(And it has to be said, there's been no shortage of episodes where genetic engineering/manipulation has played at least some part in the storyline, all the way down to the unfortunate TNG episode Genesis, where the crew of the Enterprise devolved into animals, only to be saved by Data genetically engineering a virus which performs genetic manipulation on the affected crew!

It's also something which is notable by it's absence from the Federation's interactions with the Jem Hadar - a genetically engineered slave race designed to be physically and mentally superior to everyone barring the Founders. In fact, it's something of a shame that there was never any parallels highlighted between Bashir and the Jem Hadar...)

It also leads to another question: where does the Federation draw the line on such things? Are they willing to address congenital defects in babies? Will they allow citizens living on marginally habitable planets to tweak their DNA to better handle extreme living conditions? What about selecting gender or dealing with quality of life issues - e.g. eyesight, allergies, mental health issues, and so on. Or things related to genetic engineering, such as cloning, etc.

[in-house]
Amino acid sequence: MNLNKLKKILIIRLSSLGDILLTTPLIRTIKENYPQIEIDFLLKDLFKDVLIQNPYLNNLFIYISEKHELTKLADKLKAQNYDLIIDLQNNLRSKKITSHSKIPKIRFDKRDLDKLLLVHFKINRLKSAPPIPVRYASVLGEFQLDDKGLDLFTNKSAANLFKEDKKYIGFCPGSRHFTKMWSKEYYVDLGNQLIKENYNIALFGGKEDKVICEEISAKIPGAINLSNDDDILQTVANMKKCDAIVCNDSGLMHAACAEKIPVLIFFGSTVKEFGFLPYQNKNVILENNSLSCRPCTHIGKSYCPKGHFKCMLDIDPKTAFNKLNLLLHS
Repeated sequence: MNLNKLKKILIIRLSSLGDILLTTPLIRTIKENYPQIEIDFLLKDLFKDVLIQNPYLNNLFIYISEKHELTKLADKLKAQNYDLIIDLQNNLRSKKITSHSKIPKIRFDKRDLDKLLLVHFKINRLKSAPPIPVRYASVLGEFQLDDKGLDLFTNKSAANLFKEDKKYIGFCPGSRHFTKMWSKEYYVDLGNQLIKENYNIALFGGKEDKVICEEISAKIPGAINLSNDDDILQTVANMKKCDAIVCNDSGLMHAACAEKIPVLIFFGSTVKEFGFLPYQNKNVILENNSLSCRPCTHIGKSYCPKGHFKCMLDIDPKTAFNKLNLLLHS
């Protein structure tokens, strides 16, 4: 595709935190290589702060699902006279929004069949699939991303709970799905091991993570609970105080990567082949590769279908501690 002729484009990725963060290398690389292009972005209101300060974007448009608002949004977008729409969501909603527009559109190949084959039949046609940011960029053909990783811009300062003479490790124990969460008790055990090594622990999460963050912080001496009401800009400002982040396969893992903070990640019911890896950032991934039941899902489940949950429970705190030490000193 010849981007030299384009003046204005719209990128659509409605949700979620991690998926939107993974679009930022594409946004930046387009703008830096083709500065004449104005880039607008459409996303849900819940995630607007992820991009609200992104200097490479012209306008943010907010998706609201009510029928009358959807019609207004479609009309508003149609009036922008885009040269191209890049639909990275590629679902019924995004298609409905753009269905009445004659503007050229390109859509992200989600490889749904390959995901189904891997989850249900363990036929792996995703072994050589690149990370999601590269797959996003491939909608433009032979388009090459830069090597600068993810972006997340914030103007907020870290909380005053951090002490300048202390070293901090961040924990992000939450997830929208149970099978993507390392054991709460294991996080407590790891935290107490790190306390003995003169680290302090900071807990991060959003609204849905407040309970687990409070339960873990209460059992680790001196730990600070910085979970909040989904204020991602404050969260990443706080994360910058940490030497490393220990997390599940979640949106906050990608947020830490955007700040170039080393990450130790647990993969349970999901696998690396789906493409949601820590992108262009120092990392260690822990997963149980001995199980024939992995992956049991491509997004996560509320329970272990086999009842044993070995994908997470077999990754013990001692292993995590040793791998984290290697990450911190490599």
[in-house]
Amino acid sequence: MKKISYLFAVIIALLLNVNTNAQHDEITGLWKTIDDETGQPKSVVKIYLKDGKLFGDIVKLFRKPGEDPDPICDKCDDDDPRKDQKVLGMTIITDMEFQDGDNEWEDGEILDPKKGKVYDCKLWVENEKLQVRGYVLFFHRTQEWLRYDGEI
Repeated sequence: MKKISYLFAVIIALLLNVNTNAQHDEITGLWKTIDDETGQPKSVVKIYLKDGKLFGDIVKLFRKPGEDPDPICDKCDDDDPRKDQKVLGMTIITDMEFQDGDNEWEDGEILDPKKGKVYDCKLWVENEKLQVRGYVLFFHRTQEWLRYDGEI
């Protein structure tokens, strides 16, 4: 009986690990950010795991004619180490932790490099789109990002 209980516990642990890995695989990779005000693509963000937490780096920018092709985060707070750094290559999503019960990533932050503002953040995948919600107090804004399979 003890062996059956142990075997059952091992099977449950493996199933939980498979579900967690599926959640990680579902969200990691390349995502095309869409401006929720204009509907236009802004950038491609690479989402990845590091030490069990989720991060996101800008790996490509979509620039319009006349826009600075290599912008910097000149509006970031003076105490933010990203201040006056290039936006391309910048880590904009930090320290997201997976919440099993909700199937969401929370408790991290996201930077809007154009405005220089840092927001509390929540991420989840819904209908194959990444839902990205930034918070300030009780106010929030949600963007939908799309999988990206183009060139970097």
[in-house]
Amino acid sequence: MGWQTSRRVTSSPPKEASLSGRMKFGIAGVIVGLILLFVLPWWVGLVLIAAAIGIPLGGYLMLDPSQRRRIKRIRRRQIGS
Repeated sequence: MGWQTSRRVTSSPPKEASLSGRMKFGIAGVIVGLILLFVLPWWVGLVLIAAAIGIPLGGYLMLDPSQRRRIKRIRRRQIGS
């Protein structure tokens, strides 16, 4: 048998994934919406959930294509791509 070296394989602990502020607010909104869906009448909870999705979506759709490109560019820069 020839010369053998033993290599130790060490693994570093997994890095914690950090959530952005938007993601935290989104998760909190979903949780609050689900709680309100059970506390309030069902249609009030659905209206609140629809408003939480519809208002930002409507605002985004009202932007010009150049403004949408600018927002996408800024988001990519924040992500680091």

These are the kind of shades-of-grey questions that DS9 was so fond of - and that medical science was starting to explore back in the 90s - and it would have been nice to see some exploration of these questions, rather than just having a blanket ban on genetic engineering.

Back to the story, and it's odd to see that for all that this is meant to be The One Big Bogeyman for the Federation, said ban isn't particularly well enforced; Bashir's parents may be placed under a limited form of house arrest, but Bashir himself is essentially let off completely, and is left free to spread his genes to children who would potentially inherit his supercharged genes...

Equally, this episode has an interesting implication, in that Bashir's parents were far from the only people to seek out a back-street doctor to hothouse their children. Or to put it another way: there's already lots of genetically engineered, "superior" humans running around the universe, and their numbers will only ever increase!

(And yes, I'm aware that we do get to meet some other genetically engineered humans in a later episode, but that way lies spoilers...)